Image of three children playing at Coram's Fields.

The seven-acre park in Bloomsbury adults are not allowed to enter

A seven-acre park in Bloomsbury does not allow adults to enter without a child.

Coram’s Fields, whose main entrance is on Guilford Street, prohibits those aged over 16 to enter without a child.

The aim of this policy, in place since 1936, is to make Coram’s Fields a safe-haven for children and young people.

Amy Field, 37, of March, Cambridgeshire, takes her 3-year-old and 9-month-old children to Coram’s Fields whenever she visits London.

A sign posted on the entrance to Coram's Fields reading "No adults without a child. Please keep this gate closed for the safety of young children, thank you."
NO ADULTS ALLOWED: Signs highlighting Coram’s Fields unique policy are posted around its premises.

Field said: “It’s just more of a safety element because you know that there are no adults in there without children, it makes you feel safer.”

Coram’s Fields includes of gardens and playgrounds for children of different ages (including a wheelchair-friendly play area), a paddling pool and sports facilities, such as a basketball and netball court, football pitches and ping-pong tables.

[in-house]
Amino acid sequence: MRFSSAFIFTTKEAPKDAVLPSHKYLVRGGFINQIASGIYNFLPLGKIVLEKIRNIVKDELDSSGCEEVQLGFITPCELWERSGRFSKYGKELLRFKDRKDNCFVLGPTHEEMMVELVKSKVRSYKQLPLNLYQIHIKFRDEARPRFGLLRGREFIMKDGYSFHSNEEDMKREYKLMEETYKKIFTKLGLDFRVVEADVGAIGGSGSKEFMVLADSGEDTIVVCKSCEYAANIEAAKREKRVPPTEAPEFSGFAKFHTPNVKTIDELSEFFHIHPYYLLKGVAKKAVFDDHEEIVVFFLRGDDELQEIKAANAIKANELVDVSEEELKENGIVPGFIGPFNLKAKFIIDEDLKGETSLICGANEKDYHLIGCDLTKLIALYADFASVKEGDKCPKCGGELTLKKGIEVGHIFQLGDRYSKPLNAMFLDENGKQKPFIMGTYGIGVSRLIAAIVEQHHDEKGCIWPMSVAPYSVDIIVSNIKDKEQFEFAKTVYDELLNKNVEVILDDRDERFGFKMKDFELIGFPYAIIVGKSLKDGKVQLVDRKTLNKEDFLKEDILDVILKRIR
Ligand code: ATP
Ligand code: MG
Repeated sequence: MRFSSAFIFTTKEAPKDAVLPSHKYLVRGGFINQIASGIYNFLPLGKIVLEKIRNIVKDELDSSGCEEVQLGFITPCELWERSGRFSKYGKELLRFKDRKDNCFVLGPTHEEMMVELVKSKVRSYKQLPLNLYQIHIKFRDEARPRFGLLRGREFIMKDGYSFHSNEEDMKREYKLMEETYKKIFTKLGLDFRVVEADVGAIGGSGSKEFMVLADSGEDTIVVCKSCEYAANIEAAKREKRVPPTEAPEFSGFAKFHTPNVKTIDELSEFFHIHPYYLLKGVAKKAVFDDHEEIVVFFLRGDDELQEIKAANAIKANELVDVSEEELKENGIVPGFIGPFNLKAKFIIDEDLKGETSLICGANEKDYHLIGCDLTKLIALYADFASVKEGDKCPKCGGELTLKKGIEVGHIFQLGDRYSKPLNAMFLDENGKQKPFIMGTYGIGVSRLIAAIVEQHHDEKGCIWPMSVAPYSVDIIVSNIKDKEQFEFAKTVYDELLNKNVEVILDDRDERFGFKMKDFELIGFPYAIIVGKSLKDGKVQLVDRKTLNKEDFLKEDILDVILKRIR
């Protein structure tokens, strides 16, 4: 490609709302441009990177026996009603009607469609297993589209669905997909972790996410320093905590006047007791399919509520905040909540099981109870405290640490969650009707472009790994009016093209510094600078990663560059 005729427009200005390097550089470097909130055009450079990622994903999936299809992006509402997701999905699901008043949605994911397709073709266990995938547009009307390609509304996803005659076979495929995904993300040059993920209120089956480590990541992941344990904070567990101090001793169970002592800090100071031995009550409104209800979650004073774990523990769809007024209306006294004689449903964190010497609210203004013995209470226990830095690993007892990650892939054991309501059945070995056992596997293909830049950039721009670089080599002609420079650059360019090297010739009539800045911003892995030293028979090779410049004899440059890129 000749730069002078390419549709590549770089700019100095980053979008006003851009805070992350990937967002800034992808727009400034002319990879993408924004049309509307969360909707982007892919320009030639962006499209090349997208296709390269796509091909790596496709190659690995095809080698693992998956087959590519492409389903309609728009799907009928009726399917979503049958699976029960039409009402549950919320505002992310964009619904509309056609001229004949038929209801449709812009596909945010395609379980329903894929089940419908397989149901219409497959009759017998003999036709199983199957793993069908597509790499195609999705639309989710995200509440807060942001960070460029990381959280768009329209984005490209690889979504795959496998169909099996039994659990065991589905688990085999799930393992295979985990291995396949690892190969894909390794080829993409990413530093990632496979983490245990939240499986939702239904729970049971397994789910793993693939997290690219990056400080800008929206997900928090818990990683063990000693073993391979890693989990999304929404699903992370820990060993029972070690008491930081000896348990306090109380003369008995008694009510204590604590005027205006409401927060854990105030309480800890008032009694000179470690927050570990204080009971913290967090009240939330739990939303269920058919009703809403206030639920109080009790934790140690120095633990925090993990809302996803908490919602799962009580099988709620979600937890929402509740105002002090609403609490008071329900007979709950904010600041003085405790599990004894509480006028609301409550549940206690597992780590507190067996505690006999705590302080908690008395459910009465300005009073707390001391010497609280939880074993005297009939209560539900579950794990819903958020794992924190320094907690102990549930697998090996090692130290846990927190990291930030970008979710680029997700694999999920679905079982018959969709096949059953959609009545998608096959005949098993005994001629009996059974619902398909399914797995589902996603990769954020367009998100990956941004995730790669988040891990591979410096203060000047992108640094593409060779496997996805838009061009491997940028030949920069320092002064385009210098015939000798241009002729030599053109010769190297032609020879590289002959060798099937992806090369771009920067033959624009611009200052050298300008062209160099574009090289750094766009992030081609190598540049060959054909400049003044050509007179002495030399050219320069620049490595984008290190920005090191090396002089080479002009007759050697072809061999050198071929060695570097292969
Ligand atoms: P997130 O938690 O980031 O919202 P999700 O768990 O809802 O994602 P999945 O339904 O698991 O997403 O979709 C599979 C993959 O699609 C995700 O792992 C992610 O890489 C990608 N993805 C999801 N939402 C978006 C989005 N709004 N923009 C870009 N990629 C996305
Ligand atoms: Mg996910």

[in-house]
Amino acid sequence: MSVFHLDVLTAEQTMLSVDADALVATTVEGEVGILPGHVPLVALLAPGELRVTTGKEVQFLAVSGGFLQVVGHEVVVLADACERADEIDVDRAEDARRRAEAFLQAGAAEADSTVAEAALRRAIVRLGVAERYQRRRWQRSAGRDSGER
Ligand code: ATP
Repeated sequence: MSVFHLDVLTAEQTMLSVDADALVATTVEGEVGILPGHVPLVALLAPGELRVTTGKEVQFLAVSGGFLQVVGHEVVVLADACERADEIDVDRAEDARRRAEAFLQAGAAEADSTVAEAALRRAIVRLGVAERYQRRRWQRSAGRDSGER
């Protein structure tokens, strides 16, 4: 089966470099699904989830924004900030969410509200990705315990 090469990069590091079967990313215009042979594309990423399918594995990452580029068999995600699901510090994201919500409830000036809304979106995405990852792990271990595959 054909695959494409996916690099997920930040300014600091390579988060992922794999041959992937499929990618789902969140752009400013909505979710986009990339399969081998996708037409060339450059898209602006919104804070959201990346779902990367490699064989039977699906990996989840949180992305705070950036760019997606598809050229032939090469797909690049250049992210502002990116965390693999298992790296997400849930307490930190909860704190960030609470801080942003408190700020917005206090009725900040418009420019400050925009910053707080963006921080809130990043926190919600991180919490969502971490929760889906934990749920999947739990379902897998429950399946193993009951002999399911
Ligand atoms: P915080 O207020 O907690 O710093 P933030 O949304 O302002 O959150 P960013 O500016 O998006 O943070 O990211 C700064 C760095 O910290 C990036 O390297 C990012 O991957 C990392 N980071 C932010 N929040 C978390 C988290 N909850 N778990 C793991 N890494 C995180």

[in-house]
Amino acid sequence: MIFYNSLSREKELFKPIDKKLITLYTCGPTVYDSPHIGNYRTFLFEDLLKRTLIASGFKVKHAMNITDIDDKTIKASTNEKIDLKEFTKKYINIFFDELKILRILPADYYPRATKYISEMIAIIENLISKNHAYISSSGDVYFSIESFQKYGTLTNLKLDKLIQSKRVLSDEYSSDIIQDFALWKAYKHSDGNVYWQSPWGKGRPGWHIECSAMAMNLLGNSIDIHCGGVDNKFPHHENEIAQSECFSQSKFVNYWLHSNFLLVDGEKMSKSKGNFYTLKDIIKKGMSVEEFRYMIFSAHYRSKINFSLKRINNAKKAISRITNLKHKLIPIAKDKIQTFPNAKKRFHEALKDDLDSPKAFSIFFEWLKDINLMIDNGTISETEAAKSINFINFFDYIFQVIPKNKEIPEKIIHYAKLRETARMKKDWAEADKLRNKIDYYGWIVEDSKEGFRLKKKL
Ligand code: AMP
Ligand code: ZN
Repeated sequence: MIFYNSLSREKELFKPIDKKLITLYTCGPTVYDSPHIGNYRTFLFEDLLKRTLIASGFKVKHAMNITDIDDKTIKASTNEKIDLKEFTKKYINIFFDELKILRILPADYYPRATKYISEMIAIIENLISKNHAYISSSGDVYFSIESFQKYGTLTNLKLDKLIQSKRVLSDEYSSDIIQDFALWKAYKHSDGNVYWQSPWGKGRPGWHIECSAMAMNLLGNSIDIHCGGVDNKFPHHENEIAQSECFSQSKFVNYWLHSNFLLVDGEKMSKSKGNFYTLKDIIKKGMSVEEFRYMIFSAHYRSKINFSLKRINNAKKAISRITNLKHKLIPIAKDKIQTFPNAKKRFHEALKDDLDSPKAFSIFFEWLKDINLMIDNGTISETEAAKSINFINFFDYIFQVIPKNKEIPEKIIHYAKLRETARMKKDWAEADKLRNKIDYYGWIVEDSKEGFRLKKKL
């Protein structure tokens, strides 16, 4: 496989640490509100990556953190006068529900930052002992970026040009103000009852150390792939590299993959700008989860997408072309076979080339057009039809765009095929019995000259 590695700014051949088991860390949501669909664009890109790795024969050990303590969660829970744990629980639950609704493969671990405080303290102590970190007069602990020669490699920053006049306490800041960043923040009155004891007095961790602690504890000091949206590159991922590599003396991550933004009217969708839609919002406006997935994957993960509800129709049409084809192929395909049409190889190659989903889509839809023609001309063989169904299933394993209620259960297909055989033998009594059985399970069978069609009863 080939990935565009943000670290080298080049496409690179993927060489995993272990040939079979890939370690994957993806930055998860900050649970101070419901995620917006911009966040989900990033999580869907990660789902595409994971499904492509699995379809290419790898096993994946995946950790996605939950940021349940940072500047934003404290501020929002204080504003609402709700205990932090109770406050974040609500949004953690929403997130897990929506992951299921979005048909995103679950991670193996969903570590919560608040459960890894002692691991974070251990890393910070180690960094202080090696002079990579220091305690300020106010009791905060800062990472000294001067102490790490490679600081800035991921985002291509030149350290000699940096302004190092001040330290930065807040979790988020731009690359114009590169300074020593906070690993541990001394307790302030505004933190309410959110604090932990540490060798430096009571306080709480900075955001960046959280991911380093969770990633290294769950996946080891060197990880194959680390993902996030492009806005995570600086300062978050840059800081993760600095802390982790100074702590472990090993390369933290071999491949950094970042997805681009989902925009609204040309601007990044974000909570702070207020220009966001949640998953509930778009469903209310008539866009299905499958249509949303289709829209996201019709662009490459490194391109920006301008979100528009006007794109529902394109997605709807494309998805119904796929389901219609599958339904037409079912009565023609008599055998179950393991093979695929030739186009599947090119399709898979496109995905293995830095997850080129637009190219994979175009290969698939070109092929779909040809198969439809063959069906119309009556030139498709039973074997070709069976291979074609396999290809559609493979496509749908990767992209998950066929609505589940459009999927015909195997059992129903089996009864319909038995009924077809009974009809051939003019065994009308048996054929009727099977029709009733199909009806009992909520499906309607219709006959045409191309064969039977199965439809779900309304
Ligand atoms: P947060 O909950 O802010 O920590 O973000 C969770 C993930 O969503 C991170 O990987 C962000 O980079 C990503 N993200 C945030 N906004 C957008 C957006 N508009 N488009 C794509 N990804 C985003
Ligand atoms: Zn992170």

It is operated by the Coram’s Fields charity, which runs a series of sports programmes and activities for children and young people, a Nursery and community events such as its annual fireworks display.

“As a charity we are committed to being a safe and secure space for children to come and play and implement this in a number of ways,” reads the charity’s website.

“One such measure that is detailed in our Safeguarding Policy is that we do not allow any unaccompanied adults into the park.”

The charity’s Safeguarding Policy states that there is “a responsibility on all staff to challenge those without children.”

Ed May, Operations Officer at Coram’s Fields, said: “It doesn’t take too long if somebody does get through the gate without a child before a member of our grounds team will go up to them and kindly inform them of our rules and ask them to leave.”

Ed May posing inside Coram's Fields in a purple shirt and dark-grey pants. The background includes large trees and a sign reading "Coram's Fields and the Harmsworth Memorial Playground".
EYES WIDE OPEN: May’s office is located by the front gate of Coram’s Fields, allowing him to spot any unaccompanied adults entering the premises.

The seven-acre piece of land formerly housed the Foundling Hospital for deserted and vulnerable children, founded by philanthropist Captain Thomas Coram in the mid-18th century.

Preserving the ethos of the Foundling Hospital by providing a safe-haven for children and young people, Coram’s Fields was opened in 1936 after the Hospital relocated to Berkhamsted, Hertfordshire.

For more information on the activities and events held at Coram’s Fields, as well as information on exemptions to its policy, visit

Main image credit: Joe Shlabotnik, licenced under Creative Commons BY-NC-SA 2.0

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